Corn Earworm
Heliothis zea (Boddie), Noctuidae, LEPIDOPTERA


Adult - The moth has a wingspan of 25.5 to 38.5 mm. The forewings of the male are usually a light yellowish-olive; those of the female are yellowish-brown to pinkish-brown. Each forewing has a dark spot near the center. The hind wings are white with a broad, dark brown, outer marginal band and, usually, a narrow, brown, intermarginal band.

Egg - The dome-shaped egg is white when first deposited but develops a reddish-brown band before hatching. Each egg is approximately half the size of a pinhead (about 0.55 mm high and 0.57 mm wide).

Larva - When fully grown, this moderately hairy larva is pale-striped, black-spotted and predominantly yellowish-green, brown or reddish-brown with a tan to orange head. When disturbed, it curls up tightly, remaining motionless for a few seconds. Early instars are yellowish-white or yellowish-green, often with orange and brown longitudinal stripes. Length ranges from 1.5 to 44 mm depending upon the instar, or developmental stage. Color plate.

Pupa - The pupa is about 31.5 mm long and 6.0 mm wide. Initially a shiny reddish-brown, it becomes dark brown before the adult emerges.


Distribution - This insect is found throughout most of the Western Hemisphere. Annually it is among the most destructive insect pests in the southern United States and has been found as far north as Saskatchewan. It has recently been introduced into the Hawaiian Islands.

Host Plants - The corn earworm infests over 100 plants, but corn is the preferred host. In the South it occurs on at least 17 cultivated plants: alfalfa, bean, chrysanthemum, corn, cotton, geranium, gladiolus, okra, peanut, pea, sorghum, soybean, strawberry, sweet pepper, sweet potato, tobacco, and tomato. The earworm is also found occasionally on wild hosts such as toadflax.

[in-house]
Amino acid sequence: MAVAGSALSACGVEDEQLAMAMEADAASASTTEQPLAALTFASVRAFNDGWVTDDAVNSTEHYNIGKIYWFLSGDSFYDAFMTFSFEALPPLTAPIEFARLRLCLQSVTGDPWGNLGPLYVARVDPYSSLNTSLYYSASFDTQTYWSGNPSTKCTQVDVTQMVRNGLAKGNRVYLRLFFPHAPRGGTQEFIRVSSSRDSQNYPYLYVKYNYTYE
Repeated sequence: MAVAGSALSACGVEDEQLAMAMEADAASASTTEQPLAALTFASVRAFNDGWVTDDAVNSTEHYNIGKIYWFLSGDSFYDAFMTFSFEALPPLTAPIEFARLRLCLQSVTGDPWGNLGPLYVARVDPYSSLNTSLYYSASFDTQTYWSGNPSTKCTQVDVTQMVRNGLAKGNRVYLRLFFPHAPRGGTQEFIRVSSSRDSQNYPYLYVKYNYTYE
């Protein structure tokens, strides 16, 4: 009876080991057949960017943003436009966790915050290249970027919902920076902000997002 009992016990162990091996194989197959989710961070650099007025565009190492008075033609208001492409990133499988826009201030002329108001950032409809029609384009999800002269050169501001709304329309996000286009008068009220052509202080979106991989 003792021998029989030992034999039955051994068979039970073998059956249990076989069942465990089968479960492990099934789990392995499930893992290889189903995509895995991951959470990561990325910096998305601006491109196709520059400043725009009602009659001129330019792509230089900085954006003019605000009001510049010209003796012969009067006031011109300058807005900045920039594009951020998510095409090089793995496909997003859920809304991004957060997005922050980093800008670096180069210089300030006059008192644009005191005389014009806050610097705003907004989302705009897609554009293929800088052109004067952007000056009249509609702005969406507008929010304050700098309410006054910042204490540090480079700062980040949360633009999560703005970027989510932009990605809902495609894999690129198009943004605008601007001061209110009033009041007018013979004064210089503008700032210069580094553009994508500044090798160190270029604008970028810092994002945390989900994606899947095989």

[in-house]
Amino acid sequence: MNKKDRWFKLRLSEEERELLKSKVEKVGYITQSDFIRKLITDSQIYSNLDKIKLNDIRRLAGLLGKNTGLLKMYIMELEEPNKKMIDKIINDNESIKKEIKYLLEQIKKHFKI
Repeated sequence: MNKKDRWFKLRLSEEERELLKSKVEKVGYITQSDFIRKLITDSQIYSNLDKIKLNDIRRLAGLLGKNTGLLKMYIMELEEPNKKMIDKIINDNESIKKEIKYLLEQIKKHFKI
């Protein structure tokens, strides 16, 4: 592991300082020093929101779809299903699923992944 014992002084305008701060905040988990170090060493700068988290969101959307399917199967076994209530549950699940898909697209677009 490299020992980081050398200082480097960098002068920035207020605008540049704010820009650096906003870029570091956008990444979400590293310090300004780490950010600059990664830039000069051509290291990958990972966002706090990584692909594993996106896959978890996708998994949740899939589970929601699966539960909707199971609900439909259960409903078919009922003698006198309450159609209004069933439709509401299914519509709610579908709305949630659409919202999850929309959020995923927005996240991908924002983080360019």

Damage - Although the corn earworm prefers the fruiting stage of the host, it will also attack the foliage. During May and June, first-generation larvae feed in the tightly coiled blades of corn. As a result, numerous ragged holes appear when the blades unfurl. Wet, tan to brown excrement lodges in the whorl and blade axils. This condition is often referred to as "shatter worm" injury.

Since the eggs beginning the second generation are laid on corn silks, larval damage is confined largely to the developing kernels in the ear tip area. Round holes (approximately 5 mm in diameter) through the shuck are usually emergence rather than entrance holes. Third-generation damage may occur on very late corn, but larvae of this generation develop primarily on sorghum, soybeans, peanuts, and cotton, depending upon location. On sorghum, the earworm is generally found entwined in the seedhead feeding on seeds and flower stems.

Life History - In North Carolina, corn earworms overwinter as "resting" (diapausing) pupae in the soil at a depth of more than 5 cm. Adults emerge in early May, mate, and seek suitable oviposition (egg-laying) sites. A high percentage of first- generation eggs are laid on seedling corn when it is available. However, once field corn begins silking, most eggs are deposited on the silks. Later in the season, as corn silks dry up, oviposition again occurs on a variety of hosts, including sorghum. The eggs are deposited singly, each female laying from 450 to 3,000. Within 2 to 5 days, the larvae emerge and begin feeding. This insect is cannibalistic; therefore, rarely does more than one larva develop from an ear or whorl. Larvae feed for 2 to 4 weeks during which time they develop through five or six instars. They then burrow in the soil to pupate. At least four generations occur each in North Carolina.


Plant high quality, certified corn seed of varieties noted for their "husk-tightness." Such varieties help prevent the entry of earworms by the silks. An early planting, which allows the corn to silk before earworm populations peak, also reduces the extent of earworm damage. The expense of chemically controlling this pest in field corn and sorghum is prohibitive except under very rare circumstances.

Economic thresholds for the corn earworm vary with the crop and with the part of the crop being attacked. In sorghum, the presence of one medium to large worm per head justifies control. In corn and sorghum controls are warranted when 80 percent of the whorls are infested with one earworm or when 40 percent of the whorls have two or more earworms. For further control information, consult the current North Carolina Agricultural Chemicals Manual.